Prep Time: 20 Min (if using canned beans)
Cook Time: 1 Hr 5 Min (if using canned beans)
Ready In: 1 Hr 25 Min (if using canned beans)
This luscious puree has a nutty earthiness from the white beans, and it includes deep ruby-red beets and their bold, slightly bitter greens, whose flavor is reminiscent of kale. Enjoy this soup for its high concentration of folate and the phytochemical betaine, which improves vascular health. Since Roman times, beetroot juice has been considered an aphrodisiac. Consider any amorous feelings a happy side effect!
- 1 tablespoon olive oil
- 1 small onion, sliced
- 1 large clove garlic, minced
- 2 beets with greens, greens removed and sliced and beets diced (don’t worry about removing the peel)
- 1 carrot, diced
- 1⁄2 pound dried white beans (navy or cannellini), soaked overnight and drained, or 1⁄2 can (7.5 ounces) low-sodium navy beans, rinsed and drained
- 1 1⁄2 quarts water (reduce to 1 quart if using canned beans)
- 1 teaspoon grated orange peel
- Pinch of sea salt (omit if using canned beans)
- Pinch of ground black pepper
- In a medium pot over medium heat, warm the oil. Cook the onion and garlic, stirring frequently, for 5 to 7 minutes, or until the mixture is tender and translucent.
- Stir in the beet greens and cook, tossing frequently, for 7 minutes, or until wilted. Remove the greens and set aside. (Some of the onion and garlic will come with the greens, and that’s perfectly fine!)
- Add the carrot and beets to the pot and cook, stirring, for 5 minutes, or until fragrant. Add the beans and water and bring to a boil. Cover and simmer for 2 hours (45 minutes if using canned beans), or until the beans and beets are very tender. (Or use a slow cooker overnight on low.)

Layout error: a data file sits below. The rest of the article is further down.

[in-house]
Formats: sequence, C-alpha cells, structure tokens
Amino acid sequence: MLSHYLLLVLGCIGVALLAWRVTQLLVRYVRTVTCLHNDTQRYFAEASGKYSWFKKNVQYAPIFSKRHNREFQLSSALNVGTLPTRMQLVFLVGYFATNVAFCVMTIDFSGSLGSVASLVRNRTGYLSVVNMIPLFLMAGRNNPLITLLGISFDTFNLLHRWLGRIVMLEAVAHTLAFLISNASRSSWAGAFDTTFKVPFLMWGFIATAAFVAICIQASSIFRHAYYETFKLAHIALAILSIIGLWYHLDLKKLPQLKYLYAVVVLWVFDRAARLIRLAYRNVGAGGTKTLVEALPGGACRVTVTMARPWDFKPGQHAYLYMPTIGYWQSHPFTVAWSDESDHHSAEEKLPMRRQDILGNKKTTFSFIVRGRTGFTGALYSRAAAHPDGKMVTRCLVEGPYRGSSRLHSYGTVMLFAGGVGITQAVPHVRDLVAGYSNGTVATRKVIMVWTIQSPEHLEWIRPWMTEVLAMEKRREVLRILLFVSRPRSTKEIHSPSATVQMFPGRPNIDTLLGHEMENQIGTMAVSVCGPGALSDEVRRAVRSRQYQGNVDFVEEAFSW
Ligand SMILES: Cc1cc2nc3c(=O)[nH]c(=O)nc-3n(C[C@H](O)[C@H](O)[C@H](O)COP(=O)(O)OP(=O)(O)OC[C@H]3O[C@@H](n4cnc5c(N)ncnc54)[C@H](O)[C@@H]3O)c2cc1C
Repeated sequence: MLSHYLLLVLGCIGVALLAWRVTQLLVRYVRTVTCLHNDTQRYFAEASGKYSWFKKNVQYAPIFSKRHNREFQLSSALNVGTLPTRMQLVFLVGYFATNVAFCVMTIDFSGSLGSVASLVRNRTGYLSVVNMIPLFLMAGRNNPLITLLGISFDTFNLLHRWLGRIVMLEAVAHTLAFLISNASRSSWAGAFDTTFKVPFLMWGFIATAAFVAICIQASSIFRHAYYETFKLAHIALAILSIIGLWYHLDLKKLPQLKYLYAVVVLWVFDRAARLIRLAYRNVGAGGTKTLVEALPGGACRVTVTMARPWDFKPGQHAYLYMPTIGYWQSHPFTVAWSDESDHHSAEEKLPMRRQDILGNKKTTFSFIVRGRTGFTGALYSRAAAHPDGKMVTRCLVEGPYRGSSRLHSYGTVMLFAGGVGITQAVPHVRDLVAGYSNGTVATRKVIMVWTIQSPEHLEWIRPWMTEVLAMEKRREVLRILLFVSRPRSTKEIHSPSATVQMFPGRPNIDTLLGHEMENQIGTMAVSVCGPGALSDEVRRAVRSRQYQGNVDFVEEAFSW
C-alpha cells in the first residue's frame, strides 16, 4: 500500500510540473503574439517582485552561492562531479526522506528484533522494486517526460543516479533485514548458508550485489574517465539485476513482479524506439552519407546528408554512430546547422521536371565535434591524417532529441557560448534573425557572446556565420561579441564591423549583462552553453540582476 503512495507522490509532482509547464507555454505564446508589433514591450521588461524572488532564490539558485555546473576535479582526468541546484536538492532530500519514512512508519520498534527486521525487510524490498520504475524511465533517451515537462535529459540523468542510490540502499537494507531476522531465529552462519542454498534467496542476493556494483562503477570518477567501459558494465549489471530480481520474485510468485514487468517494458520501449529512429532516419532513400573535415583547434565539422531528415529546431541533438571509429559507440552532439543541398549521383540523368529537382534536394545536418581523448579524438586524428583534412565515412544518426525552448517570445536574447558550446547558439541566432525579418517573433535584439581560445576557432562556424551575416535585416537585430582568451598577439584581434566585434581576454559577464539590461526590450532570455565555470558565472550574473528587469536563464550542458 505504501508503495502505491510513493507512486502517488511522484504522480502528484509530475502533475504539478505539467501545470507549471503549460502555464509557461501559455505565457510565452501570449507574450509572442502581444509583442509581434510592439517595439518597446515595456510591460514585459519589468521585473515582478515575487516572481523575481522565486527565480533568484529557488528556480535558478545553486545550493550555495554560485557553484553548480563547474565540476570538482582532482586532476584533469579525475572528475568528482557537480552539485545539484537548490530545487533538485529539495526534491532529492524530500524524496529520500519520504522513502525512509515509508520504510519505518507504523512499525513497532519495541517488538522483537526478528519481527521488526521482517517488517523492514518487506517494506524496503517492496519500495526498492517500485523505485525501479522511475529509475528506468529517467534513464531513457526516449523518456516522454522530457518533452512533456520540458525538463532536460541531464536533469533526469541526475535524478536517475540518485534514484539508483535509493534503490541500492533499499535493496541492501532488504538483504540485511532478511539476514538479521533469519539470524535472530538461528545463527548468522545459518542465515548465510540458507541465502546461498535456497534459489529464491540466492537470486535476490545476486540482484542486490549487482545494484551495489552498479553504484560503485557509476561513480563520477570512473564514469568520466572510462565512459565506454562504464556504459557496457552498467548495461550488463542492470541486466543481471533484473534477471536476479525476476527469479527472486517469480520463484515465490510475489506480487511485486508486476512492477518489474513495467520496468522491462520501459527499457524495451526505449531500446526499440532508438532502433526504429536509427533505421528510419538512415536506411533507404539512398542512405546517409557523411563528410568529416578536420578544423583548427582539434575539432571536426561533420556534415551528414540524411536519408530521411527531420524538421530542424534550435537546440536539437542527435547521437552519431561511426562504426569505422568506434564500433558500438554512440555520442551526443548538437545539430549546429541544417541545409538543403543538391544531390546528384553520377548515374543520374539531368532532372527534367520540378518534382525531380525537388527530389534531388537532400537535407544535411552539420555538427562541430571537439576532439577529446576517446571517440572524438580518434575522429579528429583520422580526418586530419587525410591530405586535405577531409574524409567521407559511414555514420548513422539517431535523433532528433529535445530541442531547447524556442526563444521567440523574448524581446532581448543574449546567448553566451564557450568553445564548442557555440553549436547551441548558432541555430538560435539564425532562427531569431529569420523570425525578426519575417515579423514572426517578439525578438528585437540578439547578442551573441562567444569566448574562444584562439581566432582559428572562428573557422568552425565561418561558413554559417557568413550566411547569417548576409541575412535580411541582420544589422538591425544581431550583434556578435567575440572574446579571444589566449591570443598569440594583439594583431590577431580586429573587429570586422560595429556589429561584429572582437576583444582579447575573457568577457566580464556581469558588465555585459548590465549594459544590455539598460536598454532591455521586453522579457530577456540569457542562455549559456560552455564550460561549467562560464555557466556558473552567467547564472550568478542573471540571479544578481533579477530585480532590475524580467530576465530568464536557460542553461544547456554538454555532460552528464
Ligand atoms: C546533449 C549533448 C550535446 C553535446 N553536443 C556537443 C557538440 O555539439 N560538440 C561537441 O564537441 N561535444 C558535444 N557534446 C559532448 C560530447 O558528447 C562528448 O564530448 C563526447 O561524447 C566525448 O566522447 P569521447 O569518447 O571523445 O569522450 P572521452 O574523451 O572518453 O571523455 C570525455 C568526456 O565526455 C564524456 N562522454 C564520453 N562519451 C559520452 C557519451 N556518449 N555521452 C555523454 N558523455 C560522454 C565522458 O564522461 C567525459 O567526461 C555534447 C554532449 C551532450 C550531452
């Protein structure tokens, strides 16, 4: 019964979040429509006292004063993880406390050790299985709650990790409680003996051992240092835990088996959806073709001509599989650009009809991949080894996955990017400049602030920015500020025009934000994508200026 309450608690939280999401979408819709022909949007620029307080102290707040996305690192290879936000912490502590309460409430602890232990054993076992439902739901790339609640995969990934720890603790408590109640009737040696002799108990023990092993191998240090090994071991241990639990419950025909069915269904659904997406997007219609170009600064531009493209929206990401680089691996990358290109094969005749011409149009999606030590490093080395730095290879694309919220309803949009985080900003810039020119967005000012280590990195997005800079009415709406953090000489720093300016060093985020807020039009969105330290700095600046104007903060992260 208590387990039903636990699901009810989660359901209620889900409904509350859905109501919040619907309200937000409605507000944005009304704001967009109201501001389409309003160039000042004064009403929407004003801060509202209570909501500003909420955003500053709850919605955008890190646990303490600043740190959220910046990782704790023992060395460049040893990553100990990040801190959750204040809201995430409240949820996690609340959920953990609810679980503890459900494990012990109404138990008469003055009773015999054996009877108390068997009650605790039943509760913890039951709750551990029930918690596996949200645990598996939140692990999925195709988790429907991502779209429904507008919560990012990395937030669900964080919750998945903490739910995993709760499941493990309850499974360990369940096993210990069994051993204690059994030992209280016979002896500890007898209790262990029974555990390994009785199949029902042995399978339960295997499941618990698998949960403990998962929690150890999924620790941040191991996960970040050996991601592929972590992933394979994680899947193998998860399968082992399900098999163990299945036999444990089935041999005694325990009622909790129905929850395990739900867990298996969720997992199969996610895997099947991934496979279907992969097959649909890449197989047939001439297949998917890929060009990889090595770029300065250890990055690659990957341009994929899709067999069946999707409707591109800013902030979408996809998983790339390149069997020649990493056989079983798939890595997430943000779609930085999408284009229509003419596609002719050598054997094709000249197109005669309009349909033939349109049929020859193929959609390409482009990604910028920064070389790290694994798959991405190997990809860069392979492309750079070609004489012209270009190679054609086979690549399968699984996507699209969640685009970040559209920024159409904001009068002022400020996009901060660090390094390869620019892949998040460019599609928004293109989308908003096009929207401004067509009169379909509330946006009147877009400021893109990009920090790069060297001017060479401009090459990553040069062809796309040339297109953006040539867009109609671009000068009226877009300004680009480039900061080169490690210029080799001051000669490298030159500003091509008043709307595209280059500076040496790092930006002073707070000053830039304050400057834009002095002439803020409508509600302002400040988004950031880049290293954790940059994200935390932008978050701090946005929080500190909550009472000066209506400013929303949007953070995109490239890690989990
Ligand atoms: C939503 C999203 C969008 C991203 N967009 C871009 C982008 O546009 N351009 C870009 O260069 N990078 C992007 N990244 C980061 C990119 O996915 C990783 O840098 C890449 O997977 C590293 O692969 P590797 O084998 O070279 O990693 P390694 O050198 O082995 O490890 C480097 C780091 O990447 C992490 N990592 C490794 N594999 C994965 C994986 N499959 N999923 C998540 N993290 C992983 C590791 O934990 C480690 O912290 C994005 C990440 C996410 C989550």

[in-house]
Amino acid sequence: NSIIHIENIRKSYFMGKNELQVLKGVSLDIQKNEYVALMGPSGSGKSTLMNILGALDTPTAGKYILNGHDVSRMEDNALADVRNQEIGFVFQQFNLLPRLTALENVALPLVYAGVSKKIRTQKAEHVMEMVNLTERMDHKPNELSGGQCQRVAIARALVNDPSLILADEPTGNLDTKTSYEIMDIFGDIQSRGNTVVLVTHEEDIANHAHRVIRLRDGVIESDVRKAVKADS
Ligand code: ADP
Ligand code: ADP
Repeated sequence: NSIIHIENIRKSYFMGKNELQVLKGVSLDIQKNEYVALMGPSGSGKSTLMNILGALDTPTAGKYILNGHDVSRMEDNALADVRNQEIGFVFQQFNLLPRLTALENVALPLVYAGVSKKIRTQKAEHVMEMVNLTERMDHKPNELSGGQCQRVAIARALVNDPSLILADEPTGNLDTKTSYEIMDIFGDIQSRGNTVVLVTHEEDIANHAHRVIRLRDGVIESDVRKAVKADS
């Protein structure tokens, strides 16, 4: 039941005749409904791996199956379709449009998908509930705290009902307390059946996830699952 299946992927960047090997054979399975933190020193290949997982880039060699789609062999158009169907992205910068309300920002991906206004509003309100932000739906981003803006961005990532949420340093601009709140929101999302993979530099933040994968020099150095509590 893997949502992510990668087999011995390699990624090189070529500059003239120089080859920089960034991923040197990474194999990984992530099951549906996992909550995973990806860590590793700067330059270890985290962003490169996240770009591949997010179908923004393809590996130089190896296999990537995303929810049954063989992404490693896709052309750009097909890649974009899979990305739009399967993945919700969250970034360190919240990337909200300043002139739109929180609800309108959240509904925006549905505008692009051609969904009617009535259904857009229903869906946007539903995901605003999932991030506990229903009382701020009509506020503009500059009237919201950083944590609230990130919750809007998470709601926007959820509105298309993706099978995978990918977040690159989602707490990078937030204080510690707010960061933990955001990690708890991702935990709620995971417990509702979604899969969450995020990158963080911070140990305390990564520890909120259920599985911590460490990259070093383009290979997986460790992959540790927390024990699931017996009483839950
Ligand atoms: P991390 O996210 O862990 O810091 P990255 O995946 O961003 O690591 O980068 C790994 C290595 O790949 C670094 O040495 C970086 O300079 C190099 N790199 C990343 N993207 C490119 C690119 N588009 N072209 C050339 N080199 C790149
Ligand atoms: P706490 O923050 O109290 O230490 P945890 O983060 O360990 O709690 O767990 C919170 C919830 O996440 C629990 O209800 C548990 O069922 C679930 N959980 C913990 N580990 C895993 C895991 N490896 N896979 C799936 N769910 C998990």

- Take the pot off the heat and add the orange peel, salt, and pepper. Using an immersion blender or countertop blender, puree the soup until very smooth. (Don’t worry about the beet skin; peeling it off will burn your fingers at this point, and root vegetables hold on to lots of nutrients just below the skin.)
- Ladle the soup into a warm bowl and top with some of the reserved greens. Store any leftover soup and greens separately.
- Nutrition note: Beet greens are a rich source of iron. As a member of the dark leafy green vegetables, these greens stand apart from the crowd as an incredible source of minerals, including high levels of both calcium and magnesium. It’s a rarity to find such large amounts of both. Just 1 serving of beet greens provides 25 percent of the RDI (Reference Daily Intake) of magnesium.
Recipe courtesy of Rodale's Soup Cleanse Cookbook by Nicole Centeno.
Image: Tara Donne